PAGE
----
After releasing security patches for two Active Directory vulnerabilities during the November 2021 Patch Tuesday, Microsoft urged customers on December 20 to apply the patches immediately to prevent attackers from taking over Windows domains. In addition to patching, organizations can increase their defenses against attacks by executing a couple of actions that will help prevent unauthorized creation of accounts that could lead to escalation of privileges and an attack.
Looking behind the scenes of CVE-2021-42278 and CVE-2021-42287
On November 9th, 2021, Microsoft released four CVEs related to security issues in Active Directory and attributed them to Andrew Bartlett. The common theme for three of these security updates seems to involve validating the uniqueness of certain attributes of AD objects and verifying that no wires cross when issuing Kerberos tickets, leading to the issuance of tickets for the wrong principal or to the wrong service.
While many in the infosec community speculated that exploitation of these issues would involve unreliable race conditions or other edge cases, security researchers Charlie Clark and Ceri Coburn published an article demonstrating how CVE-2021-42278 can be abused to escalate privileges by default reliably in any domain/forest, and even in cross-forest trusts in specific configurations.
Prior to this security update, there was no enforcement requiring the sAMAccountName attribute of computer/service accounts to end with a dollar sign ($), allowing for the existence of accounts with a name identical to that of privileged accounts, such as domain controller, except for the trailing dollar sign.
Charlie and Ceri found that an attacker could request a Kerberos Ticket Granting Ticket (TGT) for an account with a sAMAcountName identical to that of a domain controller (excluding the trailing dollar sign) and then change the sAMAccountName attribute of that account. The attacker’s TGT would still be valid, despite changing the sAMAccountName attribute of the account.
Now the attacker could call the S4U2Self Kerberos extension to obtain a Kerberos Service Ticket for any arbitrary user, including privileged users—such as members of the Domain Admins group—to the service associated with the attacker’s TGT. The domain controller would attempt to issue the ticket to a service associated with the account name on the TGT without the dollar sign. When the domain controller fails to find that account because its sAMAccountName attribute has changed, it would search for a service associated with the name on the TGT with a trailing dollar sign and find the domain controller’s account. As a result, the domain controller would reliably issue a ticket for the privileged user to the domain controller and send it to the attacker.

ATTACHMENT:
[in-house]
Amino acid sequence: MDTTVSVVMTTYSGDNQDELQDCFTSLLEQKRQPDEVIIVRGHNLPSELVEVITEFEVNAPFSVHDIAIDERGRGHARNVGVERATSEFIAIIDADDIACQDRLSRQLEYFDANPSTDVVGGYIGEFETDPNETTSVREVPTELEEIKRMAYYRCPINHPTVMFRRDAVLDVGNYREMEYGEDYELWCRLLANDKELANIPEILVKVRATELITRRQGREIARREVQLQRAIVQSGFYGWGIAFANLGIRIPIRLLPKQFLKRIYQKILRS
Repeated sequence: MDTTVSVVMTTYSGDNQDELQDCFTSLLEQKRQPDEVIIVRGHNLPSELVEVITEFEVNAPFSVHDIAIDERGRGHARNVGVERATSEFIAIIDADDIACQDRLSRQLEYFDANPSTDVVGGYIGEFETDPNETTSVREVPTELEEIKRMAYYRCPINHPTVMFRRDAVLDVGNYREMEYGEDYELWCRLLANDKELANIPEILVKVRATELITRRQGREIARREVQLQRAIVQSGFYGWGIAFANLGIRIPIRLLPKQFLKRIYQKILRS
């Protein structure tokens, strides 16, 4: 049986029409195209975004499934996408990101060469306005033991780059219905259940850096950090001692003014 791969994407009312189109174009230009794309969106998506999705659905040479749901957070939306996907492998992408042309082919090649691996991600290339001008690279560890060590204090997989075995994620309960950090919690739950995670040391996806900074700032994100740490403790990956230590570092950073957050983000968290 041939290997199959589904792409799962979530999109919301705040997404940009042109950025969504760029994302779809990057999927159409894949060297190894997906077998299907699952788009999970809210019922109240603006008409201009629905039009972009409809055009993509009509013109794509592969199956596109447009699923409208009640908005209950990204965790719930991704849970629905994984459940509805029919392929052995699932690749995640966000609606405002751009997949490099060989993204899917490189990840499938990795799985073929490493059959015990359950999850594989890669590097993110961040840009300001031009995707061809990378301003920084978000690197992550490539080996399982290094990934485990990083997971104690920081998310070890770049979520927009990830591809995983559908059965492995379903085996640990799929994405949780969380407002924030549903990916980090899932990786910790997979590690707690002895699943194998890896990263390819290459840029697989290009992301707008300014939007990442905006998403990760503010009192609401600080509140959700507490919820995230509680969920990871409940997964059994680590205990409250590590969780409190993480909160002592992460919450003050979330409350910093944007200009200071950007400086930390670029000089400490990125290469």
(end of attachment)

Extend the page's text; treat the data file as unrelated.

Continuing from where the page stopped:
Even though a feature of the Kerberos constrained delegation extension is abused in this attack (S4U2Self), adding all privileged accounts to the Protected Users group or setting them as sensitive for delegation would not mitigate the risk because these security controls only affect S4U2Proxy.
While this attack requires write privileges to the sAMAccountName attribute of an account that has at least one Service Principal Name (SPN), by default, all Authenticated Users can create up to ten new computer accounts in the domain, allowing them to “bring their own computer account” and exploit this vulnerability.
Note that the Authenticated Users group includes foreign users from other forests with an appropriate trust relationship, which means that—under the default configuration—attackers can create a computer account in a trusting forest and execute the attack in that forest as well, breaking another security boundary.
How to mitigate CVE-2021-42278 and CVE-2021-42287
To prevent attacks that exploit CVE-2021-42278 and CVE-2021-42287, I highly recommend three action items:
- Immediately install the patches (CVE-42287 and CVE-422278)
- Change the value of the MSDS-MachineAccountQuota attribute to zero
- Apply the Principle of Least Privilege to the user rights assignment labeled “Add workstations to the domain” (SeMachineAccountPrivilege)
This action plan will help prevent unauthorized creation of computer accounts and raise the bar for executing this attack, as well as several other attacks that require a computer account or an account that has an SPN.
The post 3 Steps to Mitigating Two Recent Active Directory Domain Service Privilege Escalation Security Flaws appeared first on Semperis.
*** This is a Security Bloggers Network syndicated blog from Semperis authored by Elad Shamir. Read the original post at: https://www.semperis.com/blog/mitigating-active-directory-domain-service-privilege-escalation-security-flaws/